[docs]def u_product(a: T, b: T) -> T: r""" Inner product in the Hilbert space of :math:`U`-centered distance matrices. This inner product is defined as .. math:: \frac{1}{n(n-3)} \sum_{i,j=1}^n a_{i, j} b_{i, j} Args: a: First input array to be multiplied. b: Second input array to be multiplied. Returns: Inner product. See Also: mean_product Examples: >>> import numpy as np >>> import dcor >>> a = np.array([[ 0., 3., 11., 6.], ... [ 3., 0., 8., 3.], ... [ 11., 8., 0., 5.], ... [ 6., 3., 5., 0.]]) >>> b = np.array([[ 0., 13., 11., 3.], ... [ 13., 0., 2., 10.], ... [ 11., 2., 0., 8.], ... [ 3., 10., 8., 0.]]) >>> u_a = dcor.u_centered(a) >>> u_a array([[ 0., -2., 1., 1.], [-2., 0., 1., 1.], [ 1., 1., 0., -2.], [ 1., 1., -2., 0.]]) >>> u_b = dcor.u_centered(b) >>> u_b array([[ 0. , 2.66666667, 2.66666667, -5.33333333], [ 2.66666667, 0. , -5.33333333, 2.66666667], [ 2.66666667, -5.33333333, 0. , 2.66666667], [-5.33333333, 2.66666667, 2.66666667, 0. ]]) >>> dcor.u_product(u_a, u_a) 6.0 >>> dcor.u_product(u_a, u_b) -8.0 Note that the formula is well defined as long as the matrices involved are square and have the same dimensions, even if they are not in the Hilbert space of :math:`U`-centered distance matrices >>> dcor.u_product(a, a) 132.0 Also the formula produces a division by 0 for 3x3 matrices >>> import warnings >>> b = np.array([[1, 2, 3], [4, 5, 6], [7, 8, 9]]) >>> with warnings.catch_warnings(): ... warnings.simplefilter("ignore") ... dcor.u_product(b, b) inf """ n = a.shape[0] xp = get_namespace(a, b) return xp.sum(a * b) / (n * (n - 3))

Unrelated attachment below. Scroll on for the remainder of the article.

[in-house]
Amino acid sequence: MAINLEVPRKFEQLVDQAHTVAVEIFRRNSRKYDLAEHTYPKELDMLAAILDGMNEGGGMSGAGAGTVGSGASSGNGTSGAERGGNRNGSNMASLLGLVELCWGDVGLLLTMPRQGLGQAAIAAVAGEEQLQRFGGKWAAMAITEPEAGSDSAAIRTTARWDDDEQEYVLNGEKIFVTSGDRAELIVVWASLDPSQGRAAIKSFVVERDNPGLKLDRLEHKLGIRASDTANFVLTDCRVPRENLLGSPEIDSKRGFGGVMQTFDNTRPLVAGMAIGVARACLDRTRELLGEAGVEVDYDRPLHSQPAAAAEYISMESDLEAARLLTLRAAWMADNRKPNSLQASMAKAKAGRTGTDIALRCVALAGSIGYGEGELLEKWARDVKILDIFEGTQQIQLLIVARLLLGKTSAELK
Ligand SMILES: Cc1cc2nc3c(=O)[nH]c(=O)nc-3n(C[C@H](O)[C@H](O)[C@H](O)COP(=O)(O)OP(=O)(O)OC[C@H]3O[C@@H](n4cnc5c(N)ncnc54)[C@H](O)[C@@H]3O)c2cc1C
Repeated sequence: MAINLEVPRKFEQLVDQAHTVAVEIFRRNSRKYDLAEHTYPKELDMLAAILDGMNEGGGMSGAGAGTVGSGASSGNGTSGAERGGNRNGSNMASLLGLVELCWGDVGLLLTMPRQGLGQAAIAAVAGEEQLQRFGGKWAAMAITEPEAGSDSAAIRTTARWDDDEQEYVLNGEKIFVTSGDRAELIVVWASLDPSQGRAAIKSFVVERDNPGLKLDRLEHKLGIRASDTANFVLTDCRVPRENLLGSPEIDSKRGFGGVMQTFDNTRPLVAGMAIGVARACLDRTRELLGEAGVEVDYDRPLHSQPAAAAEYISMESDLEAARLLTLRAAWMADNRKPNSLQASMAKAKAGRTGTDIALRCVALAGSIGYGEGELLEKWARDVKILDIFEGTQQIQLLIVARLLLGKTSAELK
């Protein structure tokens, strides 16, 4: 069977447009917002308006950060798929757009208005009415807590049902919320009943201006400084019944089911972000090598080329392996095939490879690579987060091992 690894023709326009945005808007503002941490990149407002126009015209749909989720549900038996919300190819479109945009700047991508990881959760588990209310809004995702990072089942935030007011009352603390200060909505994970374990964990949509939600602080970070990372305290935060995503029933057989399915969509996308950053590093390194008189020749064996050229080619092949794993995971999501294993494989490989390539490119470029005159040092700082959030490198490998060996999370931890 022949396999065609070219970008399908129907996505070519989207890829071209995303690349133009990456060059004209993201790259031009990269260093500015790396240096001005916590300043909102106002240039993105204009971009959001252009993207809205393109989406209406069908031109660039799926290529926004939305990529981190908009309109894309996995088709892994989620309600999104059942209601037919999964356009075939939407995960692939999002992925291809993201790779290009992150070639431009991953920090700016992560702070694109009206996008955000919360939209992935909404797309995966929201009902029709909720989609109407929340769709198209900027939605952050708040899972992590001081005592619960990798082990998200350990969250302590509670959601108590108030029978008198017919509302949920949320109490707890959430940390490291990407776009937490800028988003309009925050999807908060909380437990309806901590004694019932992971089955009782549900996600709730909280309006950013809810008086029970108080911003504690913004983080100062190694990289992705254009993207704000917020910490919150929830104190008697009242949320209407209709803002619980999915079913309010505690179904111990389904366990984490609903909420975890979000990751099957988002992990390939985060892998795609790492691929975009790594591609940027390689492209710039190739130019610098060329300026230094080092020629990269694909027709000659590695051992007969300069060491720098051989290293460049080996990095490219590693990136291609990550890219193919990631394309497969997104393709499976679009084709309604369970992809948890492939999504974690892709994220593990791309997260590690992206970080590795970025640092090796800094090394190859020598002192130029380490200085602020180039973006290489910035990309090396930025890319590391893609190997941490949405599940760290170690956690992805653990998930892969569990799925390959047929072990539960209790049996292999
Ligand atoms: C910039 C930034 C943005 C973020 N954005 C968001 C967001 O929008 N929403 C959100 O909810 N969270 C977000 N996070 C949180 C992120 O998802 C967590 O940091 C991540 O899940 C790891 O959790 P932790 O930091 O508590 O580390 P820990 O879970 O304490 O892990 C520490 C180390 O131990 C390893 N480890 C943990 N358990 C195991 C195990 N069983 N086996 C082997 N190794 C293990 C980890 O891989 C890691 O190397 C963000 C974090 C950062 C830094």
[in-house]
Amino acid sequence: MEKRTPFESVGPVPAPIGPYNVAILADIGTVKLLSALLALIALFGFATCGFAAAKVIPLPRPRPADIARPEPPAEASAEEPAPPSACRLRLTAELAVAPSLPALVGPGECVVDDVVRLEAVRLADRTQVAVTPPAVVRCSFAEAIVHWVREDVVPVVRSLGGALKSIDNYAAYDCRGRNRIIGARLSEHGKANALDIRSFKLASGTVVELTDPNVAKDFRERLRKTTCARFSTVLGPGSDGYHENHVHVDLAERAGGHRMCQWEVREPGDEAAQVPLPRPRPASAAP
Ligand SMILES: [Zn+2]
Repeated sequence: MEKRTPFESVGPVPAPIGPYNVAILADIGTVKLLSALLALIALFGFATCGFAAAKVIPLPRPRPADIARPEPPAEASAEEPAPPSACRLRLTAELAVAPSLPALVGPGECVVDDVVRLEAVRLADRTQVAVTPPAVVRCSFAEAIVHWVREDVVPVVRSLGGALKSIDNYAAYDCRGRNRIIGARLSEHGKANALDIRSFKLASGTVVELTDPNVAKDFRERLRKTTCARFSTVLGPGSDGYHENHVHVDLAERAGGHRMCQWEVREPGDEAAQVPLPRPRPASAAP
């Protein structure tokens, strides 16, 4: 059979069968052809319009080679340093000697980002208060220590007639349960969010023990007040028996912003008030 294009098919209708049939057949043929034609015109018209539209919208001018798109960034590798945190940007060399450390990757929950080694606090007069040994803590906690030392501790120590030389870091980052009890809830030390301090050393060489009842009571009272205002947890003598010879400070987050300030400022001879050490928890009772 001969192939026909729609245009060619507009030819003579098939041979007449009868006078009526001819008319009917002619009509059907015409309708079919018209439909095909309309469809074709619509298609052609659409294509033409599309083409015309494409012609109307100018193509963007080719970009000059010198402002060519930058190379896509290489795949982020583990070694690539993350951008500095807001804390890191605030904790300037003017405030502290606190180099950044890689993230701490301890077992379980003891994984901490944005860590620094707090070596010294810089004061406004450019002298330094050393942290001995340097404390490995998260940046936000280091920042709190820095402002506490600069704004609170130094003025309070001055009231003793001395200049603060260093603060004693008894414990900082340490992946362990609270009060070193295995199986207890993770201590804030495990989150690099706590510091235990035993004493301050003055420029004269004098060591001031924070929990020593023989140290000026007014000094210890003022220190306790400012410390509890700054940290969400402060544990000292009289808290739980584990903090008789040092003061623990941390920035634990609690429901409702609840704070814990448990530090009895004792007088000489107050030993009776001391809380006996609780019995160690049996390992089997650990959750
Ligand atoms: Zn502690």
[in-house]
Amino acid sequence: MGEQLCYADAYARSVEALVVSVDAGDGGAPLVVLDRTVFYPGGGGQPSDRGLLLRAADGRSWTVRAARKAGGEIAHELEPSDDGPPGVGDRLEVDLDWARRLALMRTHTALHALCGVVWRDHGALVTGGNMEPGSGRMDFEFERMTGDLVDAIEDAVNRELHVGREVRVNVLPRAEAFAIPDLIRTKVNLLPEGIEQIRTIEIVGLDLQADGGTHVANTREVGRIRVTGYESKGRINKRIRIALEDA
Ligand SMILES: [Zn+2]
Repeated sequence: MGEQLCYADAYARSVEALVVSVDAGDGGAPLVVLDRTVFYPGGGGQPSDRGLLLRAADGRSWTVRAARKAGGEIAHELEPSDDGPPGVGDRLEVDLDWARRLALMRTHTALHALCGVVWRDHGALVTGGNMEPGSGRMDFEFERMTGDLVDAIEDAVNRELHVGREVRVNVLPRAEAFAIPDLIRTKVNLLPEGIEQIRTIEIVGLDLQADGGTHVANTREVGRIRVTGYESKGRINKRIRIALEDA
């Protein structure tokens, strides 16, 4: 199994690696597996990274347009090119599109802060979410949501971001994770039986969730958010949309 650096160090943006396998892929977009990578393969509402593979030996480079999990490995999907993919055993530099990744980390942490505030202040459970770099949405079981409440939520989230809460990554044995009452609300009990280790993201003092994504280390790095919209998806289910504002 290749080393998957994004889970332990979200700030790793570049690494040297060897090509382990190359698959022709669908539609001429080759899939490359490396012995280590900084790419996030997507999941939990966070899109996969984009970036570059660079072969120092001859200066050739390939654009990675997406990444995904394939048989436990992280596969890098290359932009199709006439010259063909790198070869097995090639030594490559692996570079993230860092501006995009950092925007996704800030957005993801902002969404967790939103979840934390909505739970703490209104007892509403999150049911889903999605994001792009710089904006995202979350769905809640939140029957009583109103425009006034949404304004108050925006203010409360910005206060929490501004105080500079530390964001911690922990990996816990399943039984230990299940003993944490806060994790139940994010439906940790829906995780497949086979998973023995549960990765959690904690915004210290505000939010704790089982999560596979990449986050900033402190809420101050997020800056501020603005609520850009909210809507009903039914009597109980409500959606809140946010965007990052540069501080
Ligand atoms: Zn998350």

[docs]def u_projection(a: T) -> Callable[[T], T]: r""" Return the orthogonal projection function over :math:`a`. The function returned computes the orthogonal projection over :math:`a` in the Hilbert space of :math:`U`-centered distance matrices. The projection of a matrix :math:`B` over a matrix :math:`A` is defined as .. math:: \text{proj}_A(B) = \begin{cases} \frac{\langle A, B \rangle}{\langle A, A \rangle} A, & \text{if} \langle A, A \rangle \neq 0, \\ 0, & \text{if} \langle A, A \rangle = 0. \end{cases} where :math:`\langle {}\cdot{}, {}\cdot{} \rangle` is the scalar product in the Hilbert space of :math:`U`-centered distance matrices, given by the function :py:func:`u_product`. Args: a: :math:`U`-centered distance matrix. Returns: Function that receives a :math:`U`-centered distance matrix and computes its orthogonal projection over :math:`a`. See Also: u_complementary_projection u_centered Examples: >>> import numpy as np >>> import dcor >>> a = np.array([[ 0., 3., 11., 6.], ... [ 3., 0., 8., 3.], ... [ 11., 8., 0., 5.], ... [ 6., 3., 5., 0.]]) >>> b = np.array([[ 0., 13., 11., 3.], ... [ 13., 0., 2., 10.], ... [ 11., 2., 0., 8.], ... [ 3., 10., 8., 0.]]) >>> u_a = dcor.u_centered(a) >>> u_a array([[ 0., -2., 1., 1.], [-2., 0., 1., 1.], [ 1., 1., 0., -2.], [ 1., 1., -2., 0.]]) >>> u_b = dcor.u_centered(b) >>> u_b array([[ 0. , 2.66666667, 2.66666667, -5.33333333], [ 2.66666667, 0. , -5.33333333, 2.66666667], [ 2.66666667, -5.33333333, 0. , 2.66666667], [-5.33333333, 2.66666667, 2.66666667, 0. ]]) >>> proj_a = dcor.u_projection(u_a) >>> proj_a(u_a) array([[ 0., -2., 1., 1.], [-2., 0., 1., 1.], [ 1., 1., 0., -2.], [ 1., 1., -2., 0.]]) >>> proj_a(u_b) array([[-0. , 2.66666667, -1.33333333, -1.33333333], [ 2.66666667, -0. , -1.33333333, -1.33333333], [-1.33333333, -1.33333333, -0. , 2.66666667], [-1.33333333, -1.33333333, 2.66666667, -0. ]]) The function gives the correct result if :math:`\\langle A, A \\rangle = 0`. >>> proj_null = dcor.u_projection(np.zeros((4, 4))) >>> proj_null(u_a) array([[0., 0., 0., 0.], [0., 0., 0., 0.], [0., 0., 0., 0.], [0., 0., 0., 0.]]) """ c = a denominator = u_product(c, c) docstring = """ Orthogonal projection over a :math:`U`-centered distance matrix. This function was returned by :code:`u_projection`. The complete usage information is in the documentation of :code:`u_projection`. See Also: u_projection """ xp = get_namespace(a) if denominator == 0: def projection(a: T) -> T: # noqa return xp.zeros_like(c) else: def projection(a: T) -> T: # noqa return u_product(a, c) / denominator * c projection.__doc__ = docstring return projection